It helps, too, that Diary
shares an element of Web-and-video savvy in common with a big youth-audience hit of the moment, Matt Reeves’ Cloverfield
, and with 1999’s immensely successful The Blair Witch Project
. As civilization disintegrates in an outbreak of some hideous plague, the college-student protagonists (more perceptive and quick-thinking than their camera-wielding counterparts in Blair Witch
) find themselves growing ever more distrustful of the corporate news media – and in possession of video-recording capabilities and Internet documentation that might yield a truer account of the catastrophe. The age of do-it-yourself video suggests, after all, a polemic with the homogenized and manipulated “facts” of the mass-consumption media: I shoot, therefore I yam
Aspiring filmmaker Jason Creed (played by Josh Close) is at work on a fictional shooting project in Mr. Penn’s Woods – guerrilla filmmaking of convenient portability and desperate vulnerability. Word reaches the troupe about episodes of real-life terrors, if not calculated terrorism – suggesting that the project’s make-believe crisis might have some basis in precognitive imagination. The troupe includes Jason’s impatient girlfriend, Debra (Michelle Morgan); a combative fellow film-schooler named Tony (Shawn Roberts); actress Tracy (Amy C. Lalonde); tech-crew fixit-man Eliot (Joe Dinicol); and a doubtful professor (Scott Wentworth).
Seeking a haven at Debra’s home in Scranton, Pa., the crew finds such ominous indicators as an abandoned hospital, countryside folks determined to take a stand against encroachment, soldiers-turned-vigilantes-and-worse and, at length, a seemingly fortified stronghold occupied by another member (Philip Riccio) of the filmmaking bunch. Where Cloverfield tells persuasively of a disaster from a viewpoint of amateur video-camera footage, Diary of the Dead compounds such an illusion with a keener emotive intimacy and a heightened realism.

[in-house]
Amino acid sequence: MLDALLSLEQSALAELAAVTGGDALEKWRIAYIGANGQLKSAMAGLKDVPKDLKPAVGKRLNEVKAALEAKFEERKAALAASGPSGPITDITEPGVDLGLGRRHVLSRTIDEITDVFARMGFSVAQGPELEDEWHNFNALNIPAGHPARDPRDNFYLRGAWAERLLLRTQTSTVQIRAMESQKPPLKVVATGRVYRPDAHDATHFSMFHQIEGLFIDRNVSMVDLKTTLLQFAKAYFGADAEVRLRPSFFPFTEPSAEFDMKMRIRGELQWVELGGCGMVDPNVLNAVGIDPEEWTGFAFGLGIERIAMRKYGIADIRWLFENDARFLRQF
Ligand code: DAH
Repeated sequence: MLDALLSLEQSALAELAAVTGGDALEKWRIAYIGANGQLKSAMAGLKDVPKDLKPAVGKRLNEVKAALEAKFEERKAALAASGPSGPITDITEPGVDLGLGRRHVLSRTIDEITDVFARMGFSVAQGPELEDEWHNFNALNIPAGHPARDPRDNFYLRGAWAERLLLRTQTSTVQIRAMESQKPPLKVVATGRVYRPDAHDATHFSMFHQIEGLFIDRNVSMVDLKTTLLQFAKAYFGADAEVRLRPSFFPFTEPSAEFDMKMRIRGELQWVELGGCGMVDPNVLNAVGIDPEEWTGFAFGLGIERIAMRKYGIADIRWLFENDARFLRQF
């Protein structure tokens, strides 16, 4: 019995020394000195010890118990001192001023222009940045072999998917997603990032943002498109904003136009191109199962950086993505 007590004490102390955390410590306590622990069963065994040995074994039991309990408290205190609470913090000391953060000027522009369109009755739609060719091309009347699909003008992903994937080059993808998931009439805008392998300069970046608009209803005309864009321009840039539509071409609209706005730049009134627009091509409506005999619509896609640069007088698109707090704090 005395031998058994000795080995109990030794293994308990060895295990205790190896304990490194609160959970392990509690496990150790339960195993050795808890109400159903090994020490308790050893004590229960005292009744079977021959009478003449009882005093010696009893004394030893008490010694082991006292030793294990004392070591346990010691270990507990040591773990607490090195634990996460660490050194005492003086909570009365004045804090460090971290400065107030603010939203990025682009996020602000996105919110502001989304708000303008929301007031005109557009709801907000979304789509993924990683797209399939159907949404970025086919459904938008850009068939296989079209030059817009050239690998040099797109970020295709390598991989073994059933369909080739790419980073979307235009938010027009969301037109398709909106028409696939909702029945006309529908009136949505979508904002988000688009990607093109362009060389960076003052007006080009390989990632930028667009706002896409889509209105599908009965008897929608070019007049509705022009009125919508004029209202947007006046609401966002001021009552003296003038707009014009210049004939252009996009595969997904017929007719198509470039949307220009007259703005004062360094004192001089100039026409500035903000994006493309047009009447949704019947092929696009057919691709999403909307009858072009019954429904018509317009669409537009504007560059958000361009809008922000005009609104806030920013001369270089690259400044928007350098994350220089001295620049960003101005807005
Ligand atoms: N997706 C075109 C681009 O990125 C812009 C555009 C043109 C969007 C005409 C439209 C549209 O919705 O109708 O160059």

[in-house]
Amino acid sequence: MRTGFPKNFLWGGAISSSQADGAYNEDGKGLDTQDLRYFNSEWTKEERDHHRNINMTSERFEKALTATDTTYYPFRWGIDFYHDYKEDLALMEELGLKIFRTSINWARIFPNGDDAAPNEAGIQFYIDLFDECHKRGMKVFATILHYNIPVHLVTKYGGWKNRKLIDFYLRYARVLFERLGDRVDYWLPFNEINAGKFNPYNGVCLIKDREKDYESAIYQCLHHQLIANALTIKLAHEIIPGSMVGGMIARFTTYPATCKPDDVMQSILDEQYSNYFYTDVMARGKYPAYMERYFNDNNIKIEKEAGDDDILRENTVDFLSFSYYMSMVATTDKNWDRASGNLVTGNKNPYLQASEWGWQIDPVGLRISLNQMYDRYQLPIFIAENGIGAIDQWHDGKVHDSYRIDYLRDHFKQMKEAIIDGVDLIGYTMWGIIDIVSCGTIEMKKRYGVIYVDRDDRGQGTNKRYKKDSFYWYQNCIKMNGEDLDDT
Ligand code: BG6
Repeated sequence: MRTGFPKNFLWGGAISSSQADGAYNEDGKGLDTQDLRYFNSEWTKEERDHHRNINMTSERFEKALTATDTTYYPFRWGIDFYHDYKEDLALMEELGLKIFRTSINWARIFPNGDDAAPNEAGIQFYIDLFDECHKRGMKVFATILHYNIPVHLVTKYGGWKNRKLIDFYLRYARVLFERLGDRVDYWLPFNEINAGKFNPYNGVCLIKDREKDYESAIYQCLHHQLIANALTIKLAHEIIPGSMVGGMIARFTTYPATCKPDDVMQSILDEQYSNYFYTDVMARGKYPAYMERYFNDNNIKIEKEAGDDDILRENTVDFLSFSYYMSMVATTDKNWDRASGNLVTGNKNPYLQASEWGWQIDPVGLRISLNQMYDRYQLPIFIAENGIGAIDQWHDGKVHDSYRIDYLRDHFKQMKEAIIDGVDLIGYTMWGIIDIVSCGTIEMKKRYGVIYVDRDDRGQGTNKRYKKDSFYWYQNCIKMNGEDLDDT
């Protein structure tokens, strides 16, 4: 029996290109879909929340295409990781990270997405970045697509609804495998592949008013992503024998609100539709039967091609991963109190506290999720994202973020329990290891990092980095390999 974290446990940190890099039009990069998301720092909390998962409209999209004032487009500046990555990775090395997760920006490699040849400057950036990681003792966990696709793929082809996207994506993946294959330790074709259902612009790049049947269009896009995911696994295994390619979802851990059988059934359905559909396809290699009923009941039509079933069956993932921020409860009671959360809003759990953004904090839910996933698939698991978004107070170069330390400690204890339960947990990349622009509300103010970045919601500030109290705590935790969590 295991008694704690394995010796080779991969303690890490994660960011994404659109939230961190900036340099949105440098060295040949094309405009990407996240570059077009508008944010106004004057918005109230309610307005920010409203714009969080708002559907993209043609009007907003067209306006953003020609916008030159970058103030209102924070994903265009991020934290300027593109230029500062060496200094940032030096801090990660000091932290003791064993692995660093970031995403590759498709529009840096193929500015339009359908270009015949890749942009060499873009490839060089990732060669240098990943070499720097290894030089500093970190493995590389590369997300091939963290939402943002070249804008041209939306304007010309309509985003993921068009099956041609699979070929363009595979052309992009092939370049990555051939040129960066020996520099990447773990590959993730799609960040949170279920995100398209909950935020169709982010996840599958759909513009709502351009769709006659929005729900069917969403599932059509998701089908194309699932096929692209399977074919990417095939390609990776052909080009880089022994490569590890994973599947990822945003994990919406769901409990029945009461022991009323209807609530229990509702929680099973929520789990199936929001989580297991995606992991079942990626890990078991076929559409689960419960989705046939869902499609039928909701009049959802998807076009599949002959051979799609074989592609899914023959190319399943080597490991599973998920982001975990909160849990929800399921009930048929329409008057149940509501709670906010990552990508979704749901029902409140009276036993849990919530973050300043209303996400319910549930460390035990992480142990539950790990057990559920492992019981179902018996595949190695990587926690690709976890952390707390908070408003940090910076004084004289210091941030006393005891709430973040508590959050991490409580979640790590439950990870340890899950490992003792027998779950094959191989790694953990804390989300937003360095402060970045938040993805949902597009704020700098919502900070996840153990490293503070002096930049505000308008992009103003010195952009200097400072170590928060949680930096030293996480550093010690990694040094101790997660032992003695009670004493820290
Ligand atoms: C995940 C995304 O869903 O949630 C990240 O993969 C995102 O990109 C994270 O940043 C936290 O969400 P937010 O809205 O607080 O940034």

The characters’ distrust of government and the mass media advances the attitude that Romero’s films have conveyed all along, beginning with the depiction of on-the-spot news-reportage as a dumbfounded bluff in Night of the Living Dead. Diary cuts deeper yet, winding up in a tough-minded antiwar stance that might move the absorbed viewer to tears of rage.
Among a smartly arrayed ensemble cast, Michelle Morgan delivers the most emphatic heroic presence. Amy C. Lalonde conveys the right mixture of high-spirited wit and fearful response. The special-effects shocks, all the more startling for their randomness, combine old-school prosthetic effects with digital enhancements. The location-shooting scenery, in Ontario, passes convincingly for East-by-Northeastern Pennsylvania.
Prowler and Fishhead co-author Michael H. Price launched his career as a daily-newspaper film critic in 1968 – just in time to watch George A. Romero’s Night of the Living Dead gerrymander the boundaries of a genre. Price’s arts-scene coverage can be found at www.fortworthbusinesspress.com, and in the Times Leader of Wilkes-Barre, Pa. – Romero country.